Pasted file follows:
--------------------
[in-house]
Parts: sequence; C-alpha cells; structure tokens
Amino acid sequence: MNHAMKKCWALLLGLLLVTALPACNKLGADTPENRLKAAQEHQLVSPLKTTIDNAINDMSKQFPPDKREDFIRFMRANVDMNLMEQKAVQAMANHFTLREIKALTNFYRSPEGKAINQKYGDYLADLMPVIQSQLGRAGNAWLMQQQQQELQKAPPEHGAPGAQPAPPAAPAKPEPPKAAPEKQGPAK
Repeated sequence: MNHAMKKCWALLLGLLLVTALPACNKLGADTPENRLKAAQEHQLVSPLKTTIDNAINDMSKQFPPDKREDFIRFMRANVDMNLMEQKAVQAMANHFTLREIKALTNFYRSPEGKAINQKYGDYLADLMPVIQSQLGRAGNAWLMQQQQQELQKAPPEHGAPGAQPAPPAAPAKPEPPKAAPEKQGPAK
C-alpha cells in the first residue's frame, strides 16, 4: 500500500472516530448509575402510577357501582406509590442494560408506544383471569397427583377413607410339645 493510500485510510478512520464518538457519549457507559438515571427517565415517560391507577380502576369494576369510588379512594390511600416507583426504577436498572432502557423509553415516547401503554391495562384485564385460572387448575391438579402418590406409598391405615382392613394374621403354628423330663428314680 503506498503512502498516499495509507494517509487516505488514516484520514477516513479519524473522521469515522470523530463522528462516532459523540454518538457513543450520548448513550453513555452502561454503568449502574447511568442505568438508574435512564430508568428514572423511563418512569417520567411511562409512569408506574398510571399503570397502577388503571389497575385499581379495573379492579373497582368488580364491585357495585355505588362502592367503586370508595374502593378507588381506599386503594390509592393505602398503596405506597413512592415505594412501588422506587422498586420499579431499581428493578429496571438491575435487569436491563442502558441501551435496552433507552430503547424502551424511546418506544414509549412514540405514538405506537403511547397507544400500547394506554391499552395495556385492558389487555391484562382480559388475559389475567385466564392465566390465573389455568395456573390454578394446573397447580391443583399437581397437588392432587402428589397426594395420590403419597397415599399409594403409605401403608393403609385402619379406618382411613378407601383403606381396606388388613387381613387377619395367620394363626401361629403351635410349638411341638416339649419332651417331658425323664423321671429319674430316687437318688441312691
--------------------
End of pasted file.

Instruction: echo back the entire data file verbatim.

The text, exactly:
[in-house]
Parts: sequence; C-alpha cells; structure tokens
Amino acid sequence: MNHAMKKCWALLLGLLLVTALPACNKLGADTPENRLKAAQEHQLVSPLKTTIDNAINDMSKQFPPDKREDFIRFMRANVDMNLMEQKAVQAMANHFTLREIKALTNFYRSPEGKAINQKYGDYLADLMPVIQSQLGRAGNAWLMQQQQQELQKAPPEHGAPGAQPAPPAAPAKPEPPKAAPEKQGPAK
Repeated sequence: MNHAMKKCWALLLGLLLVTALPACNKLGADTPENRLKAAQEHQLVSPLKTTIDNAINDMSKQFPPDKREDFIRFMRANVDMNLMEQKAVQAMANHFTLREIKALTNFYRSPEGKAINQKYGDYLADLMPVIQSQLGRAGNAWLMQQQQQELQKAPPEHGAPGAQPAPPAAPAKPEPPKAAPEKQGPAK
C-alpha cells in the first residue's frame, strides 16, 4: 500500500472516530448509575402510577357501582406509590442494560408506544383471569397427583377413607410339645 493510500485510510478512520464518538457519549457507559438515571427517565415517560391507577380502576369494576369510588379512594390511600416507583426504577436498572432502557423509553415516547401503554391495562384485564385460572387448575391438579402418590406409598391405615382392613394374621403354628423330663428314680 503506498503512502498516499495509507494517509487516505488514516484520514477516513479519524473522521469515522470523530463522528462516532459523540454518538457513543450520548448513550453513555452502561454503568449502574447511568442505568438508574435512564430508568428514572423511563418512569417520567411511562409512569408506574398510571399503570397502577388503571389497575385499581379495573379492579373497582368488580364491585357495585355505588362502592367503586370508595374502593378507588381506599386503594390509592393505602398503596405506597413512592415505594412501588422506587422498586420499579431499581428493578429496571438491575435487569436491563442502558441501551435496552433507552430503547424502551424511546418506544414509549412514540405514538405506537403511547397507544400500547394506554391499552395495556385492558389487555391484562382480559388475559389475567385466564392465566390465573389455568395456573390454578394446573397447580391443583399437581397437588392432587402428589397426594395420590403419597397415599399409594403409605401403608393403609385402619379406618382411613378407601383403606381396606388388613387381613387377619395367620394363626401361629403351635410349638411341638416339649419332651417331658425323664423321671429319674430316687437318688441312691